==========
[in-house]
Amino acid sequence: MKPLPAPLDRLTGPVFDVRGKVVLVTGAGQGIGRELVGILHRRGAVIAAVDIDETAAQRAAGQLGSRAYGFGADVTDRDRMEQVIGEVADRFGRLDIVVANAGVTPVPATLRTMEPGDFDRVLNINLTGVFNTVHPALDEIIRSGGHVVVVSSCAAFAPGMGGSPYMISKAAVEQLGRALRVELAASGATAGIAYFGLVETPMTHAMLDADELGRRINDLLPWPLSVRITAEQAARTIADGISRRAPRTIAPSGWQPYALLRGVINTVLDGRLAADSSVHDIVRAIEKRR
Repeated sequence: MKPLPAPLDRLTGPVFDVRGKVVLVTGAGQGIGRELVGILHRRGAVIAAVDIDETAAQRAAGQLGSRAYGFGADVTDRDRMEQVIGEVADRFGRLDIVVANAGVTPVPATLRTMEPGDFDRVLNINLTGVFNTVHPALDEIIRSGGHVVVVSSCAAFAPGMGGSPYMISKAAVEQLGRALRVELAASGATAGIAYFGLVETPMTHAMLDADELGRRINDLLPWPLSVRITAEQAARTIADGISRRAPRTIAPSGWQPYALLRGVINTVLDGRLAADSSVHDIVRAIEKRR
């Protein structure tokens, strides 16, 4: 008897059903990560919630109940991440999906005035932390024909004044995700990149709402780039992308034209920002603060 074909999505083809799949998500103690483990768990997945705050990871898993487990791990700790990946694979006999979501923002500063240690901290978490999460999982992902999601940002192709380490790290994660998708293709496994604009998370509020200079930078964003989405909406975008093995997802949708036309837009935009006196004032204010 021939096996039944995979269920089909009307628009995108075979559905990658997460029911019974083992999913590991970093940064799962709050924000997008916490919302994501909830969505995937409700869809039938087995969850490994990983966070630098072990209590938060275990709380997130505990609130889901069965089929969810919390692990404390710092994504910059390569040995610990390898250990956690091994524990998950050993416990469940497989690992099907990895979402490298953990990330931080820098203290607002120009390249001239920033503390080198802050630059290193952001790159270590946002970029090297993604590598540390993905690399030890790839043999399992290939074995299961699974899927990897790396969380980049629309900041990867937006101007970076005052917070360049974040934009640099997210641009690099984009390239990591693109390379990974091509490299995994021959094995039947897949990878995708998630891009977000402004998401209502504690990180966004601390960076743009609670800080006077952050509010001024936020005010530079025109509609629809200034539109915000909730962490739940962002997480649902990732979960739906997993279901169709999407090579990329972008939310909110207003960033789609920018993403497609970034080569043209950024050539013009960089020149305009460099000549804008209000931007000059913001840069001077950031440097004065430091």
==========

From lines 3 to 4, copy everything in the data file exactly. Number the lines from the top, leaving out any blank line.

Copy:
Repeated sequence: MKPLPAPLDRLTGPVFDVRGKVVLVTGAGQGIGRELVGILHRRGAVIAAVDIDETAAQRAAGQLGSRAYGFGADVTDRDRMEQVIGEVADRFGRLDIVVANAGVTPVPATLRTMEPGDFDRVLNINLTGVFNTVHPALDEIIRSGGHVVVVSSCAAFAPGMGGSPYMISKAAVEQLGRALRVELAASGATAGIAYFGLVETPMTHAMLDADELGRRINDLLPWPLSVRITAEQAARTIADGISRRAPRTIAPSGWQPYALLRGVINTVLDGRLAADSSVHDIVRAIEKRR
């Protein structure tokens, strides 16, 4: 008897059903990560919630109940991440999906005035932390024909004044995700990149709402780039992308034209920002603060 074909999505083809799949998500103690483990768990997945705050990871898993487990791990700790990946694979006999979501923002500063240690901290978490999460999982992902999601940002192709380490790290994660998708293709496994604009998370509020200079930078964003989405909406975008093995997802949708036309837009935009006196004032204010 021939096996039944995979269920089909009307628009995108075979559905990658997460029911019974083992999913590991970093940064799962709050924000997008916490919302994501909830969505995937409700869809039938087995969850490994990983966070630098072990209590938060275990709380997130505990609130889901069965089929969810919390692990404390710092994504910059390569040995610990390898250990956690091994524990998950050993416990469940497989690992099907990895979402490298953990990330931080820098203290607002120009390249001239920033503390080198802050630059290193952001790159270590946002970029090297993604590598540390993905690399030890790839043999399992290939074995299961699974899927990897790396969380980049629309900041990867937006101007970076005052917070360049974040934009640099997210641009690099984009390239990591693109390379990974091509490299995994021959094995039947897949990878995708998630891009977000402004998401209502504690990180966004601390960076743009609670800080006077952050509010001024936020005010530079025109509609629809200034539109915000909730962490739940962002997480649902990732979960739906997993279901169709999407090579990329972008939310909110207003960033789609920018993403497609970034080569043209950024050539013009960089020149305009460099000549804008209000931007000059913001840069001077950031440097004065430091």